Degree Name

PhD (Doctor of Philosophy)

Program

Biomedical Sciences

Date of Award

11-2018

Committee Chair or Co-Chairs

Aruna Kilaru

Committee Members

Cecilia McIntosh, Jay Shockey, Jonathan M. Peterson, Antonio E. Rusiñol

Abstract

Triacylglycerols (TAG) or storage oils in plants are utilized by humans for nutrition, production of biomaterials and fuels. Since nonseed tissues comprise the bulk biomass, it is pertinent to understand how to improve their TAG content. Typically, the final step in TAG biosynthesis is catalyzed by diacylglycerol (DAG) acyltransferases (DGAT) and/or phospholipid: diacylglycerol acyltransferases (PDAT), which also determine the content and composition of TAG. Besides enzymatic regulation of TAG synthesis, transcription factors such as WRINKLED1 (WRI1) play a critical role during fatty acid synthesis. In this study, mesocarp of Persea americana, with > 60% TAG by dry weight and oleic acid as the major constituent was used as a model system to explore TAG synthesis in nonseed tissues. Based on the transcriptome data of avocado, it was hypothesized that both DGAT and PDAT are likely to catalyze the conversion of DAG to TAG, and orthologs of WRI1 transcription factors regulate fatty acid biosynthesis. Here, with comprehensive in silico analyses, putative PamDGAT1 and 2 (Pam; Persea americana), PamPDAT1, and PamWRI1 and 2 were identified. When acyltransferases were expressed into TAG-deficient mutant yeast strain (H1246), only DGAT1 restored TAG synthesis capacity, with a preference for oleic acid. However, in planta, when transiently expressed in Nicotiana benthamiana leaves, PamDGAT1, PamPDAT1, PamWRI1, and PamWRI2 increased lipid contents, PamDGAT2 remained inactive. The data reveals that putative PamDGAT1, PamPDAT1 are functional and preferred acyltransferases in avocado and both PamWRI1 and 2 regulate fatty acid synthesis. In conclusion, while nonseed tissue of a basal angiosperm has certain distinct regulatory features, DAG to TAG conversion remains highly conserved.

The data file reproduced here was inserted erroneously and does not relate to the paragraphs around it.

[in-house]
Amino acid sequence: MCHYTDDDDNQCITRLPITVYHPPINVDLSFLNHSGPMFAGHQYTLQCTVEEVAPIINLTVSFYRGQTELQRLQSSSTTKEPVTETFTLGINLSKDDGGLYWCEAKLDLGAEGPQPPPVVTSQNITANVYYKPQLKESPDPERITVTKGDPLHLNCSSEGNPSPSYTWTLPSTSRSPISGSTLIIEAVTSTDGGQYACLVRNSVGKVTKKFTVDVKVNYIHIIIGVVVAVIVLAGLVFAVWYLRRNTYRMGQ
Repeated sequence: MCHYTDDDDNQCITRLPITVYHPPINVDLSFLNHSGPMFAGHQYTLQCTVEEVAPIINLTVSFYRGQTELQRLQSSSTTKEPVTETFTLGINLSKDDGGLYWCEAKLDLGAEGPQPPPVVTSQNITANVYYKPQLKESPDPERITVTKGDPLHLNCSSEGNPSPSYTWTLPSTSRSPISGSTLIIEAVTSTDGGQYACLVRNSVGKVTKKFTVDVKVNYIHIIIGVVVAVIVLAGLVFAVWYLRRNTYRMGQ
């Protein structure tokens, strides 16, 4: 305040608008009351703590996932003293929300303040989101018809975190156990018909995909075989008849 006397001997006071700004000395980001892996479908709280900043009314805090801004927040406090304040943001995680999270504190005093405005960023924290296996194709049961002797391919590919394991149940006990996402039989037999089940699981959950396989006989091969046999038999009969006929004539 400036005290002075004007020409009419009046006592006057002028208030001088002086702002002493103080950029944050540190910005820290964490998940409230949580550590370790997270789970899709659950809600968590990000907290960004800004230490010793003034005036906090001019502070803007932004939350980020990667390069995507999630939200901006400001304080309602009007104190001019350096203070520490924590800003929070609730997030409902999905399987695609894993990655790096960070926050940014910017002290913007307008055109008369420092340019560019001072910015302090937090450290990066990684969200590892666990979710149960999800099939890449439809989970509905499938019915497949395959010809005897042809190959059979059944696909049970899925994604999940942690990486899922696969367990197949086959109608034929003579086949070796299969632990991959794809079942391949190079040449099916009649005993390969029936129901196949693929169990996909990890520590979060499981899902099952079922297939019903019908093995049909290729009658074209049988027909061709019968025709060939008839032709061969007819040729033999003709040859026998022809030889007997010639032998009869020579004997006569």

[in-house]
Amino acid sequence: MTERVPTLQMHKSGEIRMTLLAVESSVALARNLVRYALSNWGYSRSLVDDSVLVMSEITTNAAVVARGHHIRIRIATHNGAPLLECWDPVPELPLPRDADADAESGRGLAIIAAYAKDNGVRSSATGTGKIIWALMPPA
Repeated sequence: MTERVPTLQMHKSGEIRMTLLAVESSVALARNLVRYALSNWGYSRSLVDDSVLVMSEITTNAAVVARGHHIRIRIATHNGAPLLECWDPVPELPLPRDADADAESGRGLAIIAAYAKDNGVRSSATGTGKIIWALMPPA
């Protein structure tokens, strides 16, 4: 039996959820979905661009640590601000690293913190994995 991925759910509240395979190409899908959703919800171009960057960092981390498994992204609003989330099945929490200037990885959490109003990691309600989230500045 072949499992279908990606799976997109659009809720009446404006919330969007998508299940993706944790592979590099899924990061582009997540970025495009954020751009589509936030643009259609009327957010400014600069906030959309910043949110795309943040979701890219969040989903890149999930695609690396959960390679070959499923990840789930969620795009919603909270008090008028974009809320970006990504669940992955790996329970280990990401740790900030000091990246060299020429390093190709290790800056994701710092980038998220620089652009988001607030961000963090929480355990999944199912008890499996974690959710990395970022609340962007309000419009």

Document Type

Dissertation - Withheld

Copyright

Copyright by the authors.

Available for download on Saturday, November 12, 2022

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